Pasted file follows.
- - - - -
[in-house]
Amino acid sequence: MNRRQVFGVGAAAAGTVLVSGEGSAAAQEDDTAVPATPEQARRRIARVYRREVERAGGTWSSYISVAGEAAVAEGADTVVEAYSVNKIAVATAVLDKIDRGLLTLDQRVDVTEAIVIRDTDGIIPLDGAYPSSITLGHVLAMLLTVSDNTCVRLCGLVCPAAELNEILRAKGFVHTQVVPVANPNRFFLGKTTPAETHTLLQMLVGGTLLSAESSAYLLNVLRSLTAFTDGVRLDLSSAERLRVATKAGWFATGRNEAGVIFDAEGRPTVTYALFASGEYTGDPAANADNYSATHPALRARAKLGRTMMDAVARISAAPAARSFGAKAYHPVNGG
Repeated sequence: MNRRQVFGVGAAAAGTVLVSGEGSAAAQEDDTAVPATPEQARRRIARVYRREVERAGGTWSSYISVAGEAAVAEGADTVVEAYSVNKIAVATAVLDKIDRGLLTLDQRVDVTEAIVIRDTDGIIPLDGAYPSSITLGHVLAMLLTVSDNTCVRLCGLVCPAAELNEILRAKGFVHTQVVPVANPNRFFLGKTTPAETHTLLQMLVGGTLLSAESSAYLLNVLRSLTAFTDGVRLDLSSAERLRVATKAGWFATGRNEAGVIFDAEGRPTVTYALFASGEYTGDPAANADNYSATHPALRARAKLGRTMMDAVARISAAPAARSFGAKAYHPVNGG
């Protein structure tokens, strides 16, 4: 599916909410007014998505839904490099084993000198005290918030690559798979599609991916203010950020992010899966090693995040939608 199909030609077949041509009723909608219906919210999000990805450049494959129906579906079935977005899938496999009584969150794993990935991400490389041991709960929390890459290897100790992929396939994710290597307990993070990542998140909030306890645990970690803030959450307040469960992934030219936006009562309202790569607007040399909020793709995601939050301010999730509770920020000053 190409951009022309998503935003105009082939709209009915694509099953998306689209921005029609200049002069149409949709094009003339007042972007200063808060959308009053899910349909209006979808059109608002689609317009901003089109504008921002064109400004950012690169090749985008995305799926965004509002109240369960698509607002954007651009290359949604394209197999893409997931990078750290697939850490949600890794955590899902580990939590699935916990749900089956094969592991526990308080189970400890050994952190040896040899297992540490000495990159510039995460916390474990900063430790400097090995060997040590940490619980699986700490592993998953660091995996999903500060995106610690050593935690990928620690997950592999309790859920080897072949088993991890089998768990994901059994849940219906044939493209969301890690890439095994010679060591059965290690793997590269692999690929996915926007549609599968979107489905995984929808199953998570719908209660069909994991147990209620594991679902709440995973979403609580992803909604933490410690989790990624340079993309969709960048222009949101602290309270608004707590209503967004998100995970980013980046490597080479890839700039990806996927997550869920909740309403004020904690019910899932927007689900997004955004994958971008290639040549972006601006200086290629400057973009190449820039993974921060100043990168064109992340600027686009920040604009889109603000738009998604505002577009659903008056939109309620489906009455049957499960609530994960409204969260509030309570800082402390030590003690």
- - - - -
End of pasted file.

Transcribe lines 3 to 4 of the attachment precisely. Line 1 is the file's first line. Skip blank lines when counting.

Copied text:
Repeated sequence: MNRRQVFGVGAAAAGTVLVSGEGSAAAQEDDTAVPATPEQARRRIARVYRREVERAGGTWSSYISVAGEAAVAEGADTVVEAYSVNKIAVATAVLDKIDRGLLTLDQRVDVTEAIVIRDTDGIIPLDGAYPSSITLGHVLAMLLTVSDNTCVRLCGLVCPAAELNEILRAKGFVHTQVVPVANPNRFFLGKTTPAETHTLLQMLVGGTLLSAESSAYLLNVLRSLTAFTDGVRLDLSSAERLRVATKAGWFATGRNEAGVIFDAEGRPTVTYALFASGEYTGDPAANADNYSATHPALRARAKLGRTMMDAVARISAAPAARSFGAKAYHPVNGG
């Protein structure tokens, strides 16, 4: 599916909410007014998505839904490099084993000198005290918030690559798979599609991916203010950020992010899966090693995040939608 199909030609077949041509009723909608219906919210999000990805450049494959129906579906079935977005899938496999009584969150794993990935991400490389041991709960929390890459290897100790992929396939994710290597307990993070990542998140909030306890645990970690803030959450307040469960992934030219936006009562309202790569607007040399909020793709995601939050301010999730509770920020000053 190409951009022309998503935003105009082939709209009915694509099953998306689209921005029609200049002069149409949709094009003339007042972007200063808060959308009053899910349909209006979808059109608002689609317009901003089109504008921002064109400004950012690169090749985008995305799926965004509002109240369960698509607002954007651009290359949604394209197999893409997931990078750290697939850490949600890794955590899902580990939590699935916990749900089956094969592991526990308080189970400890050994952190040896040899297992540490000495990159510039995460916390474990900063430790400097090995060997040590940490619980699986700490592993998953660091995996999903500060995106610690050593935690990928620690997950592999309790859920080897072949088993991890089998768990994901059994849940219906044939493209969301890690890439095994010679060591059965290690793997590269692999690929996915926007549609599968979107489905995984929808199953998570719908209660069909994991147990209620594991679902709440995973979403609580992803909604933490410690989790990624340079993309969709960048222009949101602290309270608004707590209503967004998100995970980013980046490597080479890839700039990806996927997550869920909740309403004020904690019910899932927007689900997004955004994958971008290639040549972006601006200086290629400057973009190449820039993974921060100043990168064109992340600027686009920040604009889109603000738009998604505002577009659903008056939109309620489906009455049957499960609530994960409204969260509030309570800082402390030590003690």